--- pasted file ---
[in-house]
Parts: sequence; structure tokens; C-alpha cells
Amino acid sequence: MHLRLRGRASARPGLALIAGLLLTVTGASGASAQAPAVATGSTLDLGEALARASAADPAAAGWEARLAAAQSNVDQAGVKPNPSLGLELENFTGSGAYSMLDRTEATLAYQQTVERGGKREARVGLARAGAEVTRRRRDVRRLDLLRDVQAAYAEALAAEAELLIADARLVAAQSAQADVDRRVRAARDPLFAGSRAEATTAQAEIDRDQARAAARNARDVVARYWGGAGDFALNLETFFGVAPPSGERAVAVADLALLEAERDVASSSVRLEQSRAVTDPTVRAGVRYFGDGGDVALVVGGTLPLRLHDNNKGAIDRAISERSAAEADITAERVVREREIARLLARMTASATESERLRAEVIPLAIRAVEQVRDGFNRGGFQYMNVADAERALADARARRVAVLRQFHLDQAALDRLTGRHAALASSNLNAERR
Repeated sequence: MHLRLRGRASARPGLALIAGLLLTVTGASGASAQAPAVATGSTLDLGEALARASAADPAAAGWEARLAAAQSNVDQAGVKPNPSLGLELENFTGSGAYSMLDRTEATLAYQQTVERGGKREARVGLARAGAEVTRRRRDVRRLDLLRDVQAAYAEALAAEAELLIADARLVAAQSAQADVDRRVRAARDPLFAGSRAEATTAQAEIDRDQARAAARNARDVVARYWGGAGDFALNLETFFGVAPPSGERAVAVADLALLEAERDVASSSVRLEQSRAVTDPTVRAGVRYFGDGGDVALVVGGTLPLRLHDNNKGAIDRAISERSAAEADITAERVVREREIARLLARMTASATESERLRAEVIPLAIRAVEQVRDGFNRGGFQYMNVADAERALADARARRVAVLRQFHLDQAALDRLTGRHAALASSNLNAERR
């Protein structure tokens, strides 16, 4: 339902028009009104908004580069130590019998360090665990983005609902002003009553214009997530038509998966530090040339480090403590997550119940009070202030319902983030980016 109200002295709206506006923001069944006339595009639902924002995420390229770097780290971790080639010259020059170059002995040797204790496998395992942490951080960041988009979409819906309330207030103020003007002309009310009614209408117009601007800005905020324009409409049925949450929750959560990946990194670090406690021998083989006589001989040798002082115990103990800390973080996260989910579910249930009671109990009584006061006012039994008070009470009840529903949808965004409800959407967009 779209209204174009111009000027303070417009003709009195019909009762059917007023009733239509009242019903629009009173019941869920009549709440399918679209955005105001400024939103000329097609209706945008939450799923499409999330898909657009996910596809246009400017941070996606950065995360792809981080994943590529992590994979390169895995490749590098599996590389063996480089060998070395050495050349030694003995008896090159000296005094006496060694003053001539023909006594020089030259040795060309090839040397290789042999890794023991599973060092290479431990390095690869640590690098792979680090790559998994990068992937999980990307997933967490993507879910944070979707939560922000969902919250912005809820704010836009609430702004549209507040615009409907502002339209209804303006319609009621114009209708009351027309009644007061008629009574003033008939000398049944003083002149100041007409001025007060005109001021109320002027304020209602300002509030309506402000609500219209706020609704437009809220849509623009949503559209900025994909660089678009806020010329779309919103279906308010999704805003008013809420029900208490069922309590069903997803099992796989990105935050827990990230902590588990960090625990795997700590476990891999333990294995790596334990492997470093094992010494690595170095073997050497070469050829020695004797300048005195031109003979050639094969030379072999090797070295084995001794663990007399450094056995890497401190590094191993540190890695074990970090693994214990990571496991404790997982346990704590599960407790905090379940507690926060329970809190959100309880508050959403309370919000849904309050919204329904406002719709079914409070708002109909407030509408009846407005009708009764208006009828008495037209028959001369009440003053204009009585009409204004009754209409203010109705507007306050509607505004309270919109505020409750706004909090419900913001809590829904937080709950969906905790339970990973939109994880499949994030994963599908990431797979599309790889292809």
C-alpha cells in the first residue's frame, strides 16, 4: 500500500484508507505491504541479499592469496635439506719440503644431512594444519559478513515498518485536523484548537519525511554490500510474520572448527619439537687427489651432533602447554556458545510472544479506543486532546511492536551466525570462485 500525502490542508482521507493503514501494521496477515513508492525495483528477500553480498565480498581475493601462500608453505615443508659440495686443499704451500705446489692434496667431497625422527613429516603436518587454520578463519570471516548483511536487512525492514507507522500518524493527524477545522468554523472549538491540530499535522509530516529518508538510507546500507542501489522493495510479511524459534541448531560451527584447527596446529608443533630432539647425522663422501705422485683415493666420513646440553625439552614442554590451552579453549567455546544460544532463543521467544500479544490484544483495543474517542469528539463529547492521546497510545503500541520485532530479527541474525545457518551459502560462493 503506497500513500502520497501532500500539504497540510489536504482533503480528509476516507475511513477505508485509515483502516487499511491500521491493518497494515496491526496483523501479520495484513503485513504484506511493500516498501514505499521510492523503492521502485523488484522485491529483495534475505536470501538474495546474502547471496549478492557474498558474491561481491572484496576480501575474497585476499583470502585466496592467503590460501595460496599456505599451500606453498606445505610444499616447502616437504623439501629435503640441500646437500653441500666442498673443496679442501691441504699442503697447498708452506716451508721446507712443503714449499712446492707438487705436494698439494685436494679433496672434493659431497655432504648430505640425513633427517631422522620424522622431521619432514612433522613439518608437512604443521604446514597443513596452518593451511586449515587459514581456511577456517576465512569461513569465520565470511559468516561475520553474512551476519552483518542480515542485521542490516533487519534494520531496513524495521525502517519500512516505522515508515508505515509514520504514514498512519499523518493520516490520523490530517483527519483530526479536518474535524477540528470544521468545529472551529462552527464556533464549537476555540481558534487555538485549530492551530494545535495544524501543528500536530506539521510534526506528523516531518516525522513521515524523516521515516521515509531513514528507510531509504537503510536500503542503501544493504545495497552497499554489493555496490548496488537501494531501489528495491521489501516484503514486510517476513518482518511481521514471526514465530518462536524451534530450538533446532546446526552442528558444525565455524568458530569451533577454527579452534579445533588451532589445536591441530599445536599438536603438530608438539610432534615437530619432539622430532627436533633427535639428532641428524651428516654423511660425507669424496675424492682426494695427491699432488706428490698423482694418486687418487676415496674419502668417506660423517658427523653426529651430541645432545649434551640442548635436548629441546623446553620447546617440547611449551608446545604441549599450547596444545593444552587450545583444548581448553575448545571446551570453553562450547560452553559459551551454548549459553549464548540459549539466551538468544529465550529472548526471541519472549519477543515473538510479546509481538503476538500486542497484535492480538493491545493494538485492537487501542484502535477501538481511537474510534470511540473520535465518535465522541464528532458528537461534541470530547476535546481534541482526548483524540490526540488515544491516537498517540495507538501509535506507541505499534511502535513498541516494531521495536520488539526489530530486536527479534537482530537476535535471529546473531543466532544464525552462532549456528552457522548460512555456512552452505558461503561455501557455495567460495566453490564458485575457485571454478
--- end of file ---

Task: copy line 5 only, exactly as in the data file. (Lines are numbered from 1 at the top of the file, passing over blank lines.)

């Protein structure tokens, strides 16, 4: 339902028009009104908004580069130590019998360090665990983005609902002003009553214009997530038509998966530090040339480090403590997550119940009070202030319902983030980016 109200002295709206506006923001069944006339595009639902924002995420390229770097780290971790080639010259020059170059002995040797204790496998395992942490951080960041988009979409819906309330207030103020003007002309009310009614209408117009601007800005905020324009409409049925949450929750959560990946990194670090406690021998083989006589001989040798002082115990103990800390973080996260989910579910249930009671109990009584006061006012039994008070009470009840529903949808965004409800959407967009 779209209204174009111009000027303070417009003709009195019909009762059917007023009733239509009242019903629009009173019941869920009549709440399918679209955005105001400024939103000329097609209706945008939450799923499409999330898909657009996910596809246009400017941070996606950065995360792809981080994943590529992590994979390169895995490749590098599996590389063996480089060998070395050495050349030694003995008896090159000296005094006496060694003053001539023909006594020089030259040795060309090839040397290789042999890794023991599973060092290479431990390095690869640590690098792979680090790559998994990068992937999980990307997933967490993507879910944070979707939560922000969902919250912005809820704010836009609430702004549209507040615009409907502002339209209804303006319609009621114009209708009351027309009644007061008629009574003033008939000398049944003083002149100041007409001025007060005109001021109320002027304020209602300002509030309506402000609500219209706020609704437009809220849509623009949503559209900025994909660089678009806020010329779309919103279906308010999704805003008013809420029900208490069922309590069903997803099992796989990105935050827990990230902590588990960090625990795997700590476990891999333990294995790596334990492997470093094992010494690595170095073997050497070469050829020695004797300048005195031109003979050639094969030379072999090797070295084995001794663990007399450094056995890497401190590094191993540190890695074990970090693994214990990571496991404790997982346990704590599960407790905090379940507690926060329970809190959100309880508050959403309370919000849904309050919204329904406002719709079914409070708002109909407030509408009846407005009708009764208006009828008495037209028959001369009440003053204009009585009409204004009754209409203010109705507007306050509607505004309270919109505020409750706004909090419900913001809590829904937080709950969906905790339970990973939109994880499949994030994963599908990431797979599309790889292809």